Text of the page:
Aerosols, unlike greenhouse gases, stay in the atmosphere for about a week on average, and as such, aerosols are much more responsive to short-term changes that we make. When you burn fossil fuels, you put CO2 in the atmosphere. Thirty percent of that CO2 will still be in the atmosphere in a hundred years. When you put aerosols in the atmosphere, then by next week a good fraction of them will most likely be gone. So they’re very different problems that way. And there are parts of the Earth, like some developed areas in the northern hemisphere, where the aerosol is mostly anthropogenic, the human-generated component of aerosols has been going down. There are other areas -- for example, some of the more industrializing areas of the third world, Asia, South Asia, Brazil – where the aerosol load is going up.
Now, one word of caution. Global average numbers mean nothing in this, because aerosols vary so much from region-to-region, but one of the interesting sidelights is that if we burn less fossil fuel, many of the combustion processes put aerosols into the air with the carbon, and if the aerosols’ net effect is cooling, then we’ll get a short-term net warming because the cooling effect of those aerosols will disappear very quickly but the warming from the gases won’t.
4. What’s next for you? MISR will die sometime.
Well, right now they’re predicting 2016 or 2017, if all continues to go well, before the spacecraft runs out of gas, and that’ll be the end of the mission. In the meantime, we have some short-term goals. With MISR, we’ve been able to get aerosol amount, and we’ve used the stereo for these multi angles to get the heights of plumes, of smoke plumes and dust and volcanic ash, and we can see how these plumes are injected into the atmosphere, and that turns out to be a very important thing to tell climate modelers, because that’s how they figure out the effects of aerosols. If they shot higher up into the atmosphere, they’ll stay longer, they’ll travel farther, they’ll have a bigger environmental impact. If they stay near the surface, they’ll precipitate out sooner. Aerosol amount and plume height are two things that we’ve contributed a great deal to.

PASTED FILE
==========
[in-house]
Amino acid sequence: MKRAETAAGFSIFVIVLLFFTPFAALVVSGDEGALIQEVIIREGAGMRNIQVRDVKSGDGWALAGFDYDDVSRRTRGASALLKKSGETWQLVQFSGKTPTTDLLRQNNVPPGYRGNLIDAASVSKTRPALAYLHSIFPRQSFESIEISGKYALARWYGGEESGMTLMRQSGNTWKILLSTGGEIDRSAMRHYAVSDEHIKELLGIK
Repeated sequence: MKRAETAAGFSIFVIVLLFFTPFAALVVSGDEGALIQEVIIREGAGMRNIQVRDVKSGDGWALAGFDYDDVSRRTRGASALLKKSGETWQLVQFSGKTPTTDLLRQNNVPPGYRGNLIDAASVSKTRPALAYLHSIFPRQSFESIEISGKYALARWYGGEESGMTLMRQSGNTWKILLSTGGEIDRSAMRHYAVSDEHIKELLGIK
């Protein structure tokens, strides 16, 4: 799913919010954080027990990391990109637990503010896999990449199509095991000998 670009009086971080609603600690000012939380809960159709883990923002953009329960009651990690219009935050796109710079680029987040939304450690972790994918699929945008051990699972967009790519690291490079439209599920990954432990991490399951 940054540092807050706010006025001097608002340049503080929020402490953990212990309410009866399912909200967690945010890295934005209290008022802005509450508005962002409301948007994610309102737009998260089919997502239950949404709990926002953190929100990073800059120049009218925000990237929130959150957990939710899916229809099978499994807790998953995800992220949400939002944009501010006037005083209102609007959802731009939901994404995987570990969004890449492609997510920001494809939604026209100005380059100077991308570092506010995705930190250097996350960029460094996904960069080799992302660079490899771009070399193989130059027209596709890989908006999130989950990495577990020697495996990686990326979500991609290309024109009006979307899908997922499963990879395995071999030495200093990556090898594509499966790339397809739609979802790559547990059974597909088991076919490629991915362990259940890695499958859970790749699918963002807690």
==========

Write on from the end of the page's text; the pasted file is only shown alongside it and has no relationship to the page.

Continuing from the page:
Getting a robust global product is the next big step, and that requires getting in situ data, the measurements from aircraft that give us micro-physical detail of the particle properties that we can’t get from space. Once we’ve collected that information and put it in the correct way into our algorithms, then we can generate aerosol-type maps on a global scale, not just a regional scale.
5. Do you think you’ll ever go back to Mars?
Well, there are some people who say I’ve been there before. Mars is a fascinating place and there’s a lot we can learn about the climate history of the solar system from a place like Mars, because the surface, although it’s evolved over time, is a relatively unperturbed system compared to Earth. Earth has been resurfaced a number of times, about every 250 million years on average. That’s about sixteen times in the history of the Earth, for the average piece of real estate on Earth to be resurfaced, whereas on Mars, it’s probably a half a time to one time.
So there are a lot of fascinating questions. There’s lots of new data for Mars now too, so it’s always a temptation, and you learn a lot from looking at more than one planet. Comparative planetology is something I’ve written about in the past, and I think it’s a field I might well return to some day.